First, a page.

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308 QV York to Sanden A/C Compressor Conversion?

Discussion in '308/328' started by lou staller, Sep 29, 2019.

  1. lou staller

    lou staller Formula Junior

    Dec 21, 2002
    378
    Orange County Ca
    Full Name:
    Lou Staller
    As I'm in the midst of changing the timing belts in my 308 QV and have the A/C compressor out of the way I was wondering if anyone replaced the factory York A/C compressor with a Sanden type compressor? I see where there's brackets available to bolt the Sanden compressor to where the York was originally mounted making the change over quite easy. Of course the hose connectors and dryer must be changed but that should be easy also. Does anyone have actual experience in changing their car to a Sanden compressor and R134A?
    Any input would be appreciated. Lou
     
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  3. mike996

    mike996 F1 Veteran

    Jun 14, 2008
    5,623
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    Mike 996
    It is more efficient than the York, takes a bit less engine power and has less vibration. It's a fairly common change but if you're doing it to improve the AC performance, it won't unless something is wrong with the York.
     
  4. lou staller

    lou staller Formula Junior

    Dec 21, 2002
    378
    Orange County Ca
    Full Name:
    Lou Staller
    While removing the York compressor to gain access to the front timing belt cover I couldn't believe how big, awkward and heavy the compressor is. It got me thinking about the numerous Sanden compressors I've installed in hot rods and lately a Lotus Esprit with a Buick V8 in it and how compact and light they are. So i did a little research to determine if it's a feasible swap and it turns out it is. As far as improving the a/c performance, that's not a concern. I've had my 308 since 2002 and have never had the air conditioning on or the top on or the windows up! I just like upgraded things so if I do ever want/need to run the a/c it'll be new-ish and perform well, as well as to be expected. Plus I live in southern California so it's not essential except on those crazy hot days, that's when I drive my more modern car!
    I would still like to hear from anyone that has made the change to hear first hand how difficult the swap. is. Thanks,
    Lou
     
  5. offtheworkigo

    offtheworkigo Karting

    Feb 23, 2016
    228
    Dallas
    Full Name:
    Dave Hoffer
    What ever you do stay with R12. Don't use R134. You must change the condencer to a larger one if you go with r134 and still won't be as cold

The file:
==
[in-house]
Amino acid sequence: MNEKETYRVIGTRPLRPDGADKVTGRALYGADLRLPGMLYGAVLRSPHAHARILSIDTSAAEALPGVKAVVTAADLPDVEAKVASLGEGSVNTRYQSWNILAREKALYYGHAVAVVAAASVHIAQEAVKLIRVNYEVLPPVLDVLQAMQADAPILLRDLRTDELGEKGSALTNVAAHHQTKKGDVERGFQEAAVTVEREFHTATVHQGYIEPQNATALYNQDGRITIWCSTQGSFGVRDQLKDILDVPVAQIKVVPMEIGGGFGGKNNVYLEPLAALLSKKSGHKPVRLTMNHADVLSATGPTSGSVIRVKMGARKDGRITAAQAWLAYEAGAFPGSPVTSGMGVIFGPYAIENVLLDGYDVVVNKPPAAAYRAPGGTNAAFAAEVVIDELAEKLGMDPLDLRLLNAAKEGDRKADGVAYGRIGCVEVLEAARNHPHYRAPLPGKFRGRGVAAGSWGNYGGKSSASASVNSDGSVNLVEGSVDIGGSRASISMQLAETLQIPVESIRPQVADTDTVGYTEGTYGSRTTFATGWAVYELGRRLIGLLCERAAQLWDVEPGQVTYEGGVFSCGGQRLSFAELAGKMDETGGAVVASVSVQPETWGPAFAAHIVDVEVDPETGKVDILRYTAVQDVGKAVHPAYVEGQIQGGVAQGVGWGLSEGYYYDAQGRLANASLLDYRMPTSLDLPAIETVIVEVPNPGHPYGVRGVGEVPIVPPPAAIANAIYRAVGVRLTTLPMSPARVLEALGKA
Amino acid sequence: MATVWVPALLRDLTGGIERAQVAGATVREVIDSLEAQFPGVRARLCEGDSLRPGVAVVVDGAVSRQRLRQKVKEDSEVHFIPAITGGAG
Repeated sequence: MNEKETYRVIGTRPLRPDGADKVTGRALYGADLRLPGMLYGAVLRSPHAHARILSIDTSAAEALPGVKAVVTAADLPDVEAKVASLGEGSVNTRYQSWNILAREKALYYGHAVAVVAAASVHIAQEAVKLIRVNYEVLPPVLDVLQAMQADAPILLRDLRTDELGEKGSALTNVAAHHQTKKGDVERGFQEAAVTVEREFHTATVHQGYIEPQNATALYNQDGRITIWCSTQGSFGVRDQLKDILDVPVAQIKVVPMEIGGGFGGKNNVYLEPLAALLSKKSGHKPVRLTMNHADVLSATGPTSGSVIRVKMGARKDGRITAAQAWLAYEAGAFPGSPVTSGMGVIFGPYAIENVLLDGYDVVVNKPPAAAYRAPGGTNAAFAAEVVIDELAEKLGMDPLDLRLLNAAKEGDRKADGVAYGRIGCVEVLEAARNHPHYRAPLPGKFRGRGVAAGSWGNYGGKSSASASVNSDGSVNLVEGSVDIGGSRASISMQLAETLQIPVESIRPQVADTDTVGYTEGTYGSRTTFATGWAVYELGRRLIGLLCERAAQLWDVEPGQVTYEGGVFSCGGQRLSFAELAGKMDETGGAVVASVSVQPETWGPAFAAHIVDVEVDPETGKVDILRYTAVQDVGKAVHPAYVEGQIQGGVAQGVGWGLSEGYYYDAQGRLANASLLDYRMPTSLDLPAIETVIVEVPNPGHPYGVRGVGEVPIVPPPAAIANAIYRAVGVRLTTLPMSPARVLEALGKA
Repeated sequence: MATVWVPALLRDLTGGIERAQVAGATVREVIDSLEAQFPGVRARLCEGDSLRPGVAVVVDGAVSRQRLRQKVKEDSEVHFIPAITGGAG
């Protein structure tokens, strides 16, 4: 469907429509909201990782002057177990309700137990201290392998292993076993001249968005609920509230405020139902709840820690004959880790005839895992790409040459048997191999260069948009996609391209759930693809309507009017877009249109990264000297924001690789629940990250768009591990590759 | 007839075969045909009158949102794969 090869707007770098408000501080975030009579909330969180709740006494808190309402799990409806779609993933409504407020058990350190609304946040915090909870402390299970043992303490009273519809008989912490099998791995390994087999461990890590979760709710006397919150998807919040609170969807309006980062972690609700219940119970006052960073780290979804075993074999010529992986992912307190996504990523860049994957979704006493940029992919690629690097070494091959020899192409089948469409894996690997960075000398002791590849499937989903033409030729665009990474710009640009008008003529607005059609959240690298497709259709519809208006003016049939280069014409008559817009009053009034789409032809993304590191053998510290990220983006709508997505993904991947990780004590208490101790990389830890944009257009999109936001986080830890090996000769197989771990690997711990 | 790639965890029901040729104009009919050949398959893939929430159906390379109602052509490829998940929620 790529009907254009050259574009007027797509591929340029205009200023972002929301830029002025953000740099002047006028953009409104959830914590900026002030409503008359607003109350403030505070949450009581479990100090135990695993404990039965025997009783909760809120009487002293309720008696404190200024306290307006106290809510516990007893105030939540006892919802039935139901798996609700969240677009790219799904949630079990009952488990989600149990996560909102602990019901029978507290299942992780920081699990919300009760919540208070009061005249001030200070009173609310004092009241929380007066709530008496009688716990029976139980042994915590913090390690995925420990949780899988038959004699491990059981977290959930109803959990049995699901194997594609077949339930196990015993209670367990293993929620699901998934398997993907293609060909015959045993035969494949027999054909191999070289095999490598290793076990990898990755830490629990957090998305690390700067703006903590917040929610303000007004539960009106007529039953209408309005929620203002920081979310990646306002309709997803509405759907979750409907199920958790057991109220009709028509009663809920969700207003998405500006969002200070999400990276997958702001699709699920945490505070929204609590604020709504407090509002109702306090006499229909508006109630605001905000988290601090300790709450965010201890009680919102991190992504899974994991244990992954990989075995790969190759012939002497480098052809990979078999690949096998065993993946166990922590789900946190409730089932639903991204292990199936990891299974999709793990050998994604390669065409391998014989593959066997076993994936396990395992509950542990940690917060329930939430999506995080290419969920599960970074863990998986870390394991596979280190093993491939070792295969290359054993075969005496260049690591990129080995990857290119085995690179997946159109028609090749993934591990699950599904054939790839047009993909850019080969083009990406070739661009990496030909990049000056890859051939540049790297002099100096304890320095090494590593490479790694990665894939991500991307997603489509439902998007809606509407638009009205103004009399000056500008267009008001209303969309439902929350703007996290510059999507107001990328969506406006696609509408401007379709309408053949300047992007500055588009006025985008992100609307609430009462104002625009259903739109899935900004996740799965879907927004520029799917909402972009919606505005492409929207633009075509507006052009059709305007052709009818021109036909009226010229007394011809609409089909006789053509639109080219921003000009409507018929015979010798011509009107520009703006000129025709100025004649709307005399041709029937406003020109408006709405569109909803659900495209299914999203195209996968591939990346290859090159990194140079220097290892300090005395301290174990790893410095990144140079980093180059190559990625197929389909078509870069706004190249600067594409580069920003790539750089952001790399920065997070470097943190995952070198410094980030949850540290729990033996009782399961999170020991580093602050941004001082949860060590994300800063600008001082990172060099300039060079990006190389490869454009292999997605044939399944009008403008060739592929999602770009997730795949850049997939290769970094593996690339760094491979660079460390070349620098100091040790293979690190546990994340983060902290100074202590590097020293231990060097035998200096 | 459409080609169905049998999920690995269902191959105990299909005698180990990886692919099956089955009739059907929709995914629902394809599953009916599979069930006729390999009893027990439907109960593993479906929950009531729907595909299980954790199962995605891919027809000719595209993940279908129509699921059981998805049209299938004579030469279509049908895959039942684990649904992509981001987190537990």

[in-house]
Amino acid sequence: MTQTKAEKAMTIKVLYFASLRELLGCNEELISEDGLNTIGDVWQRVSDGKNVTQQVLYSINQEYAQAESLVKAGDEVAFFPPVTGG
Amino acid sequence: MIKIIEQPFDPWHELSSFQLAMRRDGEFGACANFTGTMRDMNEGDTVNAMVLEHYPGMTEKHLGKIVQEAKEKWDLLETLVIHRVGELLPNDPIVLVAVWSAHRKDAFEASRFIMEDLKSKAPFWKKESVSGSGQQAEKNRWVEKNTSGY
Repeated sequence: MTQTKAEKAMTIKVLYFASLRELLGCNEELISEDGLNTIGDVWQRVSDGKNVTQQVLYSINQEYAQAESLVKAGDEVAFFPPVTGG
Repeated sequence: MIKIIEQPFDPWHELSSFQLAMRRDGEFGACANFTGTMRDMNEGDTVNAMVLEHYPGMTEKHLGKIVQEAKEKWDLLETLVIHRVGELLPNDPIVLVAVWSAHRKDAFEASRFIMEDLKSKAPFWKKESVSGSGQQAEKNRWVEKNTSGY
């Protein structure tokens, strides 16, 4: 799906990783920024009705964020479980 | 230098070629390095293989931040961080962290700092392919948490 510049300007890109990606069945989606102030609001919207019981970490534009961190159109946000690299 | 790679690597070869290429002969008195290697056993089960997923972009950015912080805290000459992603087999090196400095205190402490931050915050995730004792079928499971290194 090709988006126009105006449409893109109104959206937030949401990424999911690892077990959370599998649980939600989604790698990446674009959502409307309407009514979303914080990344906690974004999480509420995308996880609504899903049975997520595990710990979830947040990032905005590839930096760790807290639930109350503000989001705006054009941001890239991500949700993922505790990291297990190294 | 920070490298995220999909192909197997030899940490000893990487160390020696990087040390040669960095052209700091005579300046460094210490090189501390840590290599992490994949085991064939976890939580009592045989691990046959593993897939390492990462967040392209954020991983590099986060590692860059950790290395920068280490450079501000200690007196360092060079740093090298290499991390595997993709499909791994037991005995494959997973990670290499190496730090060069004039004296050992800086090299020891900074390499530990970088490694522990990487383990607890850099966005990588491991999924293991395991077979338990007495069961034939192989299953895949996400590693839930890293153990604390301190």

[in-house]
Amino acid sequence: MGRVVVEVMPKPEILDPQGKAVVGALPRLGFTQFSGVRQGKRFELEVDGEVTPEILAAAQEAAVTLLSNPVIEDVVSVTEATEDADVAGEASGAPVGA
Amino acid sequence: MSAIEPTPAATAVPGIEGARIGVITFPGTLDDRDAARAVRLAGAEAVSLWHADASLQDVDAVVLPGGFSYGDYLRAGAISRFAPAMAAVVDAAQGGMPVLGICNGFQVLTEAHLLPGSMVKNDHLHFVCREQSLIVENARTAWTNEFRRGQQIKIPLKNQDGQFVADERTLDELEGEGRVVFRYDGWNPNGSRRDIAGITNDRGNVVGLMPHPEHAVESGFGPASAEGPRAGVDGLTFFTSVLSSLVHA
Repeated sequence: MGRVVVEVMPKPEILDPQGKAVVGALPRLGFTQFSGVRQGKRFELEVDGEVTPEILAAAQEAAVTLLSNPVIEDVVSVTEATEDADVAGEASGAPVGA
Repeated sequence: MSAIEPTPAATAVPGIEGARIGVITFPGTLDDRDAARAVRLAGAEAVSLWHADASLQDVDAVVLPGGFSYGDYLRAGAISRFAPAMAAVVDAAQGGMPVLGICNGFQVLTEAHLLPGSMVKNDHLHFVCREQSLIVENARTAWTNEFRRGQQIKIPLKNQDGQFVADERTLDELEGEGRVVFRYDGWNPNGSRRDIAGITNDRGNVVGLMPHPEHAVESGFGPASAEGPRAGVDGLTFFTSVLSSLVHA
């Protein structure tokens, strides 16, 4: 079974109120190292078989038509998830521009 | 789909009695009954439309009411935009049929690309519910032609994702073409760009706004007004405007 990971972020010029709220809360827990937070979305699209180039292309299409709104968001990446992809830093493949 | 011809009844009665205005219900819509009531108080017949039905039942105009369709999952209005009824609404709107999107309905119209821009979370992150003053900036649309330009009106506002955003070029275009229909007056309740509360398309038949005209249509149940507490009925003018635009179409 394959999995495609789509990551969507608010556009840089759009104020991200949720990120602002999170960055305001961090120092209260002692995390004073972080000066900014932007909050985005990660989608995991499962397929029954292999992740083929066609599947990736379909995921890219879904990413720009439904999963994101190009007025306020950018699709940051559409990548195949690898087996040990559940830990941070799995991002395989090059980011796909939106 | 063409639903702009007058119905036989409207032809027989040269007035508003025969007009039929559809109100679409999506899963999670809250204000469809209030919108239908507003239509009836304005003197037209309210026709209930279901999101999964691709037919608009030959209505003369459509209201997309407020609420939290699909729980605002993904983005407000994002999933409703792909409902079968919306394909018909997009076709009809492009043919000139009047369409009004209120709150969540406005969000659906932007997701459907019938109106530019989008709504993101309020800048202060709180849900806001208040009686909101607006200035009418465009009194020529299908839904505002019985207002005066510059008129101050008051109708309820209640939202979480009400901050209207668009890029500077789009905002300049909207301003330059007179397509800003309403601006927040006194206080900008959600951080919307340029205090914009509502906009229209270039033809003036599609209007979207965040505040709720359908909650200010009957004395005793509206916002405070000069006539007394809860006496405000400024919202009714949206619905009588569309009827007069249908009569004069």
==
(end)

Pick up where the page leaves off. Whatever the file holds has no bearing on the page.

6. kiwiokie

    kiwiokie Formula 3

    Aug 19, 2013
    1,013
    Tulsa, OK
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  8. thorn

    thorn F1 Rookie
    Silver Subscribed

    Aug 7, 2012
    2,886
    Tallahassee, FL
    Good luck getting R12 in California...
     
  9. ginoBBi512

    ginoBBi512 Formula Junior
    Silver Subscribed

    Oct 9, 2016
    522
    I have a sanden now in my 328 with R134, you have to change all the hoses, the R134 will rot the old hoses. I bought a bracket from Italian car parts that was suppose to be a perfect fit, it was not, my mechanic had a hell of a time modifying it as to get the belts to align . My AC works really good now , low 50s .I was not aware of any kits, I should have done more research, but Charles at Italian car parts sold me the compressor, and the bracket, so I thought I was all set.
     
  10. miketuason

    miketuason F1 World Champ
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    Feb 24, 2006
    14,219
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    Mike
  11. lou staller

    lou staller Formula Junior

    Dec 21, 2002
    378
    Orange County Ca
    Full Name:
    Lou Staller
    Mike, that is too funny!
    At this point I'm leaning towards just leaving the compressor off the car completely. As I mentioned, I have never used the a/c nor have I ever missed it. I think I'll pack up the compressor and mounting brackets and put them away for another day, another project. I'll seal the hose connectors and move on. Just the thought of needing to change the hoses are enough to but the brakes on the (almost) project.
    Lou
     
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  13. mike996

    mike996 F1 Veteran

    Jun 14, 2008
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    Mike 996
    Frankly, that's exactly what I'd do if I didn't use the AC - remove the compressor and cap the hoses. No reason to spend money on a new compressor for a system you don't use especially if the original still works. Just pull the comp, store it, and give it to the purchaser when you sell the car! ;)
     
    thorn likes this.

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